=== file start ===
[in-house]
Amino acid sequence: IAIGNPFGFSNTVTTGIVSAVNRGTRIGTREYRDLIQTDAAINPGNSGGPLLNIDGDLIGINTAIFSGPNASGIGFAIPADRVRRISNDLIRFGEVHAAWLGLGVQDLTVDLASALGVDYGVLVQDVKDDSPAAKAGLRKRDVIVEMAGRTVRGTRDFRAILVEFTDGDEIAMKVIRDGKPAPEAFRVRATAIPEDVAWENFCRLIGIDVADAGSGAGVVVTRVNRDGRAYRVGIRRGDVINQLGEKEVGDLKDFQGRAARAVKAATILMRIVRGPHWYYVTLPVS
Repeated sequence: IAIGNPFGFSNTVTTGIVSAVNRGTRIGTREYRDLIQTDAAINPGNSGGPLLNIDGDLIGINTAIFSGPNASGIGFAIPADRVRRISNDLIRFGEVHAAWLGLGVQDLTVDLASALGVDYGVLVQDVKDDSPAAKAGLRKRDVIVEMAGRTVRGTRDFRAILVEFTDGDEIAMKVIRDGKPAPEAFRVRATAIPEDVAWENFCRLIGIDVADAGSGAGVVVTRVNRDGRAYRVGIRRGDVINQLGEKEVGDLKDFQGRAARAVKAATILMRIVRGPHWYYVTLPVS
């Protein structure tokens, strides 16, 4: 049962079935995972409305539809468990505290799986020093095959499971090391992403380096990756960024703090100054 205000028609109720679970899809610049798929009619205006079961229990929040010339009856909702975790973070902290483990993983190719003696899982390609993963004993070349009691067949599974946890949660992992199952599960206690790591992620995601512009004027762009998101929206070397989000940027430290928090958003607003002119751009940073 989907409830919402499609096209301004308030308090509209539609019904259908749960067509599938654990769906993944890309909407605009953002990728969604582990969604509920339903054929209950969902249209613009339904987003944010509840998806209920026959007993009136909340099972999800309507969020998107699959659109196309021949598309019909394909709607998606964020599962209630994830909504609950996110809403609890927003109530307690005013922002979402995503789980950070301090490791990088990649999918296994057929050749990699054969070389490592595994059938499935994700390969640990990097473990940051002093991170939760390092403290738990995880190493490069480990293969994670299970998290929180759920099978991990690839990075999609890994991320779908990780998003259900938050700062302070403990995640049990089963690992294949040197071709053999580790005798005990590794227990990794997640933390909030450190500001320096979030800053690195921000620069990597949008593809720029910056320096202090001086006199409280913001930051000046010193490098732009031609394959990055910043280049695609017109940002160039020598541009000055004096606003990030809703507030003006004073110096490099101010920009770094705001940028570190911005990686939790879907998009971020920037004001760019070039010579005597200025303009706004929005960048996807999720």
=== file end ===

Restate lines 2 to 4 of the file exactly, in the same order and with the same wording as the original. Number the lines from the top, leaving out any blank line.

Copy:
Amino acid sequence: IAIGNPFGFSNTVTTGIVSAVNRGTRIGTREYRDLIQTDAAINPGNSGGPLLNIDGDLIGINTAIFSGPNASGIGFAIPADRVRRISNDLIRFGEVHAAWLGLGVQDLTVDLASALGVDYGVLVQDVKDDSPAAKAGLRKRDVIVEMAGRTVRGTRDFRAILVEFTDGDEIAMKVIRDGKPAPEAFRVRATAIPEDVAWENFCRLIGIDVADAGSGAGVVVTRVNRDGRAYRVGIRRGDVINQLGEKEVGDLKDFQGRAARAVKAATILMRIVRGPHWYYVTLPVS
Repeated sequence: IAIGNPFGFSNTVTTGIVSAVNRGTRIGTREYRDLIQTDAAINPGNSGGPLLNIDGDLIGINTAIFSGPNASGIGFAIPADRVRRISNDLIRFGEVHAAWLGLGVQDLTVDLASALGVDYGVLVQDVKDDSPAAKAGLRKRDVIVEMAGRTVRGTRDFRAILVEFTDGDEIAMKVIRDGKPAPEAFRVRATAIPEDVAWENFCRLIGIDVADAGSGAGVVVTRVNRDGRAYRVGIRRGDVINQLGEKEVGDLKDFQGRAARAVKAATILMRIVRGPHWYYVTLPVS
């Protein structure tokens, strides 16, 4: 049962079935995972409305539809468990505290799986020093095959499971090391992403380096990756960024703090100054 205000028609109720679970899809610049798929009619205006079961229990929040010339009856909702975790973070902290483990993983190719003696899982390609993963004993070349009691067949599974946890949660992992199952599960206690790591992620995601512009004027762009998101929206070397989000940027430290928090958003607003002119751009940073 989907409830919402499609096209301004308030308090509209539609019904259908749960067509599938654990769906993944890309909407605009953002990728969604582990969604509920339903054929209950969902249209613009339904987003944010509840998806209920026959007993009136909340099972999800309507969020998107699959659109196309021949598309019909394909709607998606964020599962209630994830909504609950996110809403609890927003109530307690005013922002979402995503789980950070301090490791990088990649999918296994057929050749990699054969070389490592595994059938499935994700390969640990990097473990940051002093991170939760390092403290738990995880190493490069480990293969994670299970998290929180759920099978991990690839990075999609890994991320779908990780998003259900938050700062302070403990995640049990089963690992294949040197071709053999580790005798005990590794227990990794997640933390909030450190500001320096979030800053690195921000620069990597949008593809720029910056320096202090001086006199409280913001930051000046010193490098732009031609394959990055910043280049695609017109940002160039020598541009000055004096606003990030809703507030003006004073110096490099101010920009770094705001940028570190911005990686939790879907998009971020920037004001760019070039010579005597200025303009706004929005960048996807999720």